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No, Really. The Gulags Are Good For You

I'm back home now, having done a modicum of homework (as in, wrote 2/5s of a paper for journalism, typed up the "final final" draft of my Japanese speech, and tried to relax, although that was a failure.) I'm not entirely glad to be home; my parents are bugging me every few minutes to do something, it seems, when all I need to do is homework. Ah, life. Speaking of which, after this, I need to finish that journalism paper and get started on the history one.

But something happened Tuesday at college that absolutely appalls me. It disgusts me. I daresay it even insults me. In one of my history classes (not the one with the paper, that's the "good" history class, the one with Henry George and Milton Friedman), we're reading One Day In The Life of Ivan Denisovich by Alexander Solzhenitsyn. We start discussing it, and our professor begins to talk about existentialism. "Did the gulags deprive them of everything," he says, "or did it give them something?" He clarifies by saying "After they take everything away from you, then you're free."


Yes, this professor got up in front of class and said that the gulags were liberating--in an existential way--because when they took everything away from you, there was nothing more they could take. Apparently you had no fear, no worries, no need to plan or think as everything was regulated, and thus you were "free." He said we all live in a prison in our minds, built by the stresses of work and school and needing to pay bills and etcera. Apparently, in the gulags, since you don't have that, you're "free." He even said, "Once one has read this book, can you not conclude that the gulags aren't that bad?" (Sure--but only when compared to Nazi death camps.)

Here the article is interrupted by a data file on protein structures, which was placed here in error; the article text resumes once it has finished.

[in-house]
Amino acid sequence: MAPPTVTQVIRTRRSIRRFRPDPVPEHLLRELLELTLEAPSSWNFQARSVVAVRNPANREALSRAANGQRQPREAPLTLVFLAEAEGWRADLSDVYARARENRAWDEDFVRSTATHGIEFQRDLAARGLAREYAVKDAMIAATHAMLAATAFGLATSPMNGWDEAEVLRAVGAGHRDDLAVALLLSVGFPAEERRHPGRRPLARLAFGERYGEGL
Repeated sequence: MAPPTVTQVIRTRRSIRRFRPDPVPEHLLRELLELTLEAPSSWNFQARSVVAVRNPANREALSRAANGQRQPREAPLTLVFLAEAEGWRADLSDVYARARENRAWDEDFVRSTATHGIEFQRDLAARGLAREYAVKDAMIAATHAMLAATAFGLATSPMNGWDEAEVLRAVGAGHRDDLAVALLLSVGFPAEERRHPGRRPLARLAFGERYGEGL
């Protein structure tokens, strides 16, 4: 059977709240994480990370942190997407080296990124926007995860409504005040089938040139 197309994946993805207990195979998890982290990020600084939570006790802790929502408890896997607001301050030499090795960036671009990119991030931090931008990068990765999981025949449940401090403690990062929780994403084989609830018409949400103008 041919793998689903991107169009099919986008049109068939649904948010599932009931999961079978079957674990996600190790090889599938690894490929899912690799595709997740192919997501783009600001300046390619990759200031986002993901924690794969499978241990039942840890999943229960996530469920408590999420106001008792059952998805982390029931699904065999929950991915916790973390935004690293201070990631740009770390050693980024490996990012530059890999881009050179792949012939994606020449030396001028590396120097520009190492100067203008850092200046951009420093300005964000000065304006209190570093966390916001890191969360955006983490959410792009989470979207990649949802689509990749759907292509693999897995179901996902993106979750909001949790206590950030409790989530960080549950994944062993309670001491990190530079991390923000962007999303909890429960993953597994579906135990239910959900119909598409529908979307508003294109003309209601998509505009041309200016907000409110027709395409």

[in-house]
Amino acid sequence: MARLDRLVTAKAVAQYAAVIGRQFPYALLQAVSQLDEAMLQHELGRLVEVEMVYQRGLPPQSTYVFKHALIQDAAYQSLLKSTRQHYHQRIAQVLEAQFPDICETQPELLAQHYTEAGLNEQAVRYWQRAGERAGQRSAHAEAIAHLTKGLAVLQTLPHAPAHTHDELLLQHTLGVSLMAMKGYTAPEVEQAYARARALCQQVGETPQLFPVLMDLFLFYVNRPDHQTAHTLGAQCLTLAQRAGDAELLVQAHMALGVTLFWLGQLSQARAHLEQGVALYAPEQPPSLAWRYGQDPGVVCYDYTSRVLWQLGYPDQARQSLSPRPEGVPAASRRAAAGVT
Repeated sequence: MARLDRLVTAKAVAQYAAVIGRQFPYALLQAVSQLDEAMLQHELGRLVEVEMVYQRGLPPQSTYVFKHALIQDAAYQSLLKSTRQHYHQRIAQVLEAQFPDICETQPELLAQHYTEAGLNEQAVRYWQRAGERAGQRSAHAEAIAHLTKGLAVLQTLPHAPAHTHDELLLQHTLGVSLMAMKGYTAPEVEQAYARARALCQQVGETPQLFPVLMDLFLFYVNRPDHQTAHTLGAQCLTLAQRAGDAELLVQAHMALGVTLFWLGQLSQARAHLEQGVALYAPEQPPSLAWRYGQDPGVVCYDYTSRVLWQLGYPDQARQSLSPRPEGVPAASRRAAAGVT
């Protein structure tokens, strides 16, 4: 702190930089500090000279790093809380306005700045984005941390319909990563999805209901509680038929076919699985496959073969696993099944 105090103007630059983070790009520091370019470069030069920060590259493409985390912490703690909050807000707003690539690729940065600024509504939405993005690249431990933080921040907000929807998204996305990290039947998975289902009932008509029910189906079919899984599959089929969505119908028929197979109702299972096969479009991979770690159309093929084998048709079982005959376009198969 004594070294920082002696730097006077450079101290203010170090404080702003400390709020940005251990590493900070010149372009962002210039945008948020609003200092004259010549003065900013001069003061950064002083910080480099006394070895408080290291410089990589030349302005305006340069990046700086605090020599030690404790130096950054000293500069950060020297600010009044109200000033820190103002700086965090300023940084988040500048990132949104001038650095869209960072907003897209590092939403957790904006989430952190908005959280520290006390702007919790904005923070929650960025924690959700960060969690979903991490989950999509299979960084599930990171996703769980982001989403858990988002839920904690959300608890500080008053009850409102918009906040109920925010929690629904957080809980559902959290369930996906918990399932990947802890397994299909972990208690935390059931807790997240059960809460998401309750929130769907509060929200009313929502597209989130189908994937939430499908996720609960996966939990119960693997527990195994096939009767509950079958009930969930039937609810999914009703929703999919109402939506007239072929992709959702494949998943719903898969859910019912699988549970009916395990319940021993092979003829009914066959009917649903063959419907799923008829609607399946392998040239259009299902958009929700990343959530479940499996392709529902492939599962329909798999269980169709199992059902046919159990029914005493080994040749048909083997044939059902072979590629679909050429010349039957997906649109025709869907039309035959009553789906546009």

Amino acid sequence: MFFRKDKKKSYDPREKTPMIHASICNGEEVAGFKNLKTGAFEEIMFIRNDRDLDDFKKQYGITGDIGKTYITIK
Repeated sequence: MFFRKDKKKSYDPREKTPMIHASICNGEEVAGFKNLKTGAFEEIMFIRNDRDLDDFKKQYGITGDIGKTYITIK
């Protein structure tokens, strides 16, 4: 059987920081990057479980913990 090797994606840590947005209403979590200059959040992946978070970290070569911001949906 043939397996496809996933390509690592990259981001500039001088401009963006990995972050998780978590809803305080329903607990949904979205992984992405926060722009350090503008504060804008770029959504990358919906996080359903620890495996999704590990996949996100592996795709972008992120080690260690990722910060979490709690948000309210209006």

This is looney tunes! That this idea is being taken seriously in American higher education is absolute batshit! A student asked him if he was defending the gulags, and he said "Well no, I'm not," but everything else that came out of his mouth put a positive spin on them. That goes beyond being just "provocative." That's abhorrent to a whole new level of abhorrence.